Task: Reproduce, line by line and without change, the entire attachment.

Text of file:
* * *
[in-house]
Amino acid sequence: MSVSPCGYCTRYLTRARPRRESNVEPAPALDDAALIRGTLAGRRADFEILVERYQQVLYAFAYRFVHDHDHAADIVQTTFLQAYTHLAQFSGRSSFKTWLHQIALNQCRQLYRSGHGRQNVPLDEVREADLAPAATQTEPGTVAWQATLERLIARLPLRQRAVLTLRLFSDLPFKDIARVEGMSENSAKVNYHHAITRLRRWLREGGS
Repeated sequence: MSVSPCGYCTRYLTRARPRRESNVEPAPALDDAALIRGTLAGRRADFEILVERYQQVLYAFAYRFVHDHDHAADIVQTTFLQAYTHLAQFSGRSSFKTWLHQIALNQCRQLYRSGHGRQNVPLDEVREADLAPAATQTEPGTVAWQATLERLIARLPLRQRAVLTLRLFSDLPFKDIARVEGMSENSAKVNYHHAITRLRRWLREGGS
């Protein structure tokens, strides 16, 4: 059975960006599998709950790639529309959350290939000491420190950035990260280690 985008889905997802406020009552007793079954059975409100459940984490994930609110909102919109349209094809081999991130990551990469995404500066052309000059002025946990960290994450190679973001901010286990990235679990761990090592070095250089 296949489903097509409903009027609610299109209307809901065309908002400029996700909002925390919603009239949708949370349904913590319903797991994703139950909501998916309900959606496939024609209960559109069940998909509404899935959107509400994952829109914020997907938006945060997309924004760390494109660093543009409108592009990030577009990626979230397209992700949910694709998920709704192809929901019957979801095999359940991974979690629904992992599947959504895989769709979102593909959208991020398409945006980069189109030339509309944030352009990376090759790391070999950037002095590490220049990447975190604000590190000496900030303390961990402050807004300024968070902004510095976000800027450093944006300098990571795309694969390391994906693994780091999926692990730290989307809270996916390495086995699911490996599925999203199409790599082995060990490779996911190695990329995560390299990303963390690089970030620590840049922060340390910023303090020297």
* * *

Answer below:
[in-house]
Amino acid sequence: MSVSPCGYCTRYLTRARPRRESNVEPAPALDDAALIRGTLAGRRADFEILVERYQQVLYAFAYRFVHDHDHAADIVQTTFLQAYTHLAQFSGRSSFKTWLHQIALNQCRQLYRSGHGRQNVPLDEVREADLAPAATQTEPGTVAWQATLERLIARLPLRQRAVLTLRLFSDLPFKDIARVEGMSENSAKVNYHHAITRLRRWLREGGS
Repeated sequence: MSVSPCGYCTRYLTRARPRRESNVEPAPALDDAALIRGTLAGRRADFEILVERYQQVLYAFAYRFVHDHDHAADIVQTTFLQAYTHLAQFSGRSSFKTWLHQIALNQCRQLYRSGHGRQNVPLDEVREADLAPAATQTEPGTVAWQATLERLIARLPLRQRAVLTLRLFSDLPFKDIARVEGMSENSAKVNYHHAITRLRRWLREGGS
């Protein structure tokens, strides 16, 4: 059975960006599998709950790639529309959350290939000491420190950035990260280690 985008889905997802406020009552007793079954059975409100459940984490994930609110909102919109349209094809081999991130990551990469995404500066052309000059002025946990960290994450190679973001901010286990990235679990761990090592070095250089 296949489903097509409903009027609610299109209307809901065309908002400029996700909002925390919603009239949708949370349904913590319903797991994703139950909501998916309900959606496939024609209960559109069940998909509404899935959107509400994952829109914020997907938006945060997309924004760390494109660093543009409108592009990030577009990626979230397209992700949910694709998920709704192809929901019957979801095999359940991974979690629904992992599947959504895989769709979102593909959208991020398409945006980069189109030339509309944030352009990376090759790391070999950037002095590490220049990447975190604000590190000496900030303390961990402050807004300024968070902004510095976000800027450093944006300098990571795309694969390391994906693994780091999926692990730290989307809270996916390495086995699911490996599925999203199409790599082995060990490779996911190695990329995560390299990303963390690089970030620590840049922060340390910023303090020297």